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Business Implications of Water Conservation Efforts: Q&A with Tom’s of Maine

Earlier this week, we published an article about Tom’s of Maine’s million-dollar spend on national water conservation projects. We touched base with the company’s senior shopper Andy Brown to talk about the business implications of the initiative.

Environmental Leader: How is this Earth Month initiative good for business?

Andy Brown: Although Tom’s of Maine sees every month as Earth Month, there’s certainly an increased focused among the general population during this period. It’s becoming important to more and more consumers that businesses not only behave responsibly, but that they act in a truly authentic way and do good out in the world. We pioneered this approach to business nearly 50 years ago. It paid off then by earning our brand a loyal following and it’s important to remind consumers of the action we’re taking today so that they continue to support our brand.

EL: What has Tom’s of Maine learned from doing these types of initiatives?

Brown: Tom’s of Maine has donated 10% of profits to organizations committed to taking care of the planet since we were founded in 1970. Being a sustainable and responsible business is core to how we operate and, over the decades, we’ve learned that we can have a real impact in communities and bring lasting, positive change.

EL: What challenges have you faced?

Brown: For us, the challenge is always prioritizing which organizations to support each year and the specific projects. We always want to do more whether it’s in our own backyard in Maine or the Mississippi River Basin or Colorado River — two areas of focus for our partnership with The Nature Conservancy this year.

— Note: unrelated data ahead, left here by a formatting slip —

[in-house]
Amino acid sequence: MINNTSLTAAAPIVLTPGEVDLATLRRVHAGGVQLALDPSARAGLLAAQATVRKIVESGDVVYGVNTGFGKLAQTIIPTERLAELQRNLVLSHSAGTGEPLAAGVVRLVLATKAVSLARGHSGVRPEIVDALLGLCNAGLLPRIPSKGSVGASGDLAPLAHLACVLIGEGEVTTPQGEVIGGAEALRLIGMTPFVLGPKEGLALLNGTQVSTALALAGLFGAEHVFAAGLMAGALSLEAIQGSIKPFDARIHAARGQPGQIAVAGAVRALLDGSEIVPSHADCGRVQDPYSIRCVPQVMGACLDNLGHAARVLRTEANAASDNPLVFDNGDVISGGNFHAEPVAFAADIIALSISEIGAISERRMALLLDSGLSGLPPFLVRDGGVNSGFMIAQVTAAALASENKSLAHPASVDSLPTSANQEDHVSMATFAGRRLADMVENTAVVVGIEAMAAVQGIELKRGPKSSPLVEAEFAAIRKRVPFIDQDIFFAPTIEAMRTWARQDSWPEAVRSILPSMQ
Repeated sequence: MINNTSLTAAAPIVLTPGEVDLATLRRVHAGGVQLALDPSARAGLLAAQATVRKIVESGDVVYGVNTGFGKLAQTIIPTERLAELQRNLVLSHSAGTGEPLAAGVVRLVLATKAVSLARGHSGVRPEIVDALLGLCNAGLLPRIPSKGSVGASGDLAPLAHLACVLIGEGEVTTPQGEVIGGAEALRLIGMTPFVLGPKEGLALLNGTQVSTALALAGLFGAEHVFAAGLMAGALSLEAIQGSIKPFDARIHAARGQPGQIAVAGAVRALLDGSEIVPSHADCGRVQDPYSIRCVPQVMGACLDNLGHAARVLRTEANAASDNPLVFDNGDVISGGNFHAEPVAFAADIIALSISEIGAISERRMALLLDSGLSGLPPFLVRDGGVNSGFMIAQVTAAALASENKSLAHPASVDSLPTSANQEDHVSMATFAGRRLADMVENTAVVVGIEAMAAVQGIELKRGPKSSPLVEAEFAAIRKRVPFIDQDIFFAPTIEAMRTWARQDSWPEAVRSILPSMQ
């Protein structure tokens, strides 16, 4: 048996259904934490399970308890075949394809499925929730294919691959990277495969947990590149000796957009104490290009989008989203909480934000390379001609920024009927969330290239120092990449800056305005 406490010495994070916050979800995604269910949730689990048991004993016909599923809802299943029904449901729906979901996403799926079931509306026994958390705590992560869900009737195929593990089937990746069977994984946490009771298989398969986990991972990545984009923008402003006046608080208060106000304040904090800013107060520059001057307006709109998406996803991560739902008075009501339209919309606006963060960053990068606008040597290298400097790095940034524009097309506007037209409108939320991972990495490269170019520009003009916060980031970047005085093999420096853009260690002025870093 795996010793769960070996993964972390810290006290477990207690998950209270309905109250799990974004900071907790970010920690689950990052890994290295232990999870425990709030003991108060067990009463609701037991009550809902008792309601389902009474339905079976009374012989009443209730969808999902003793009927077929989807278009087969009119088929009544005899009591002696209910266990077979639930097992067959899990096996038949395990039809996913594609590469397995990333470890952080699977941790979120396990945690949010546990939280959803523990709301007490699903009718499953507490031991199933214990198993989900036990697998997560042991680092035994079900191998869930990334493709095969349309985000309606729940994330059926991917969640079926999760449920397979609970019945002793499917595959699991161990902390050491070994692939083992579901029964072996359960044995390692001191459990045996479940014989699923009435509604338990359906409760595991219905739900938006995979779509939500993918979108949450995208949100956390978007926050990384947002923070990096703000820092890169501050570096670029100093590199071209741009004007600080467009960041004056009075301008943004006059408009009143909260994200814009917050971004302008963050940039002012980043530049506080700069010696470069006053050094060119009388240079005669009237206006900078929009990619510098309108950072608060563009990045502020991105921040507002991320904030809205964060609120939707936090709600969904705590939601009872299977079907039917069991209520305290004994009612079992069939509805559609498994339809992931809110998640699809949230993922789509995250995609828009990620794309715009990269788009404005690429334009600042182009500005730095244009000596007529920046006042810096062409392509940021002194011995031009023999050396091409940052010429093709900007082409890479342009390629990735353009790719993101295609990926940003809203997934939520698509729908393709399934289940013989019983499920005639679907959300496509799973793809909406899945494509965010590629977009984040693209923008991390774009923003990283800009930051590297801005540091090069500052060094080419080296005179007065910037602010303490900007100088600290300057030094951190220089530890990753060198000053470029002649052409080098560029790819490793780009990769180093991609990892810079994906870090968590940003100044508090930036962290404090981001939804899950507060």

Helping Turn the Tide

Tom’s of Maines initiative has the company donating $1 million in 2018 to The Nature Conservancy to help “turn the tide” toward better protecting, preserving and restoring our nation’s freshwater, the company says.

Water initiatives like Tom’s not only keep customers engaged — they also help prepare companies as they face challenges like water shortages related to climate risks in coming years.

Similar efforts along the Salt and Verde watershed are being supported by PepsiCo, also in conjunction with The Nature Conservancy. PepsiCo’s water management goals could be a sign that the company takes climate-preparedness seriously. For example, PepsiCo’s Tropicana production facility in Fort Pierce, Fla., faces plentiful torrential storms. In 2014, Tropicana engineers began using the frequent downpours to their advantage with a storm water-recycling project. The facility began using storm water instead of municipal water in the plant’s evaporative condensers, which remove heat by evaporating water. The project’s goal was to decrease the amount of municipal water used in the plant’s yearly operations by a little less than 20% with estimated yearly municipal water savings ranging from approximately 20 to 30 million gallons total.

Pictured: Tom’s of Maine and The Nature Conservancy’s East Coast Dams project

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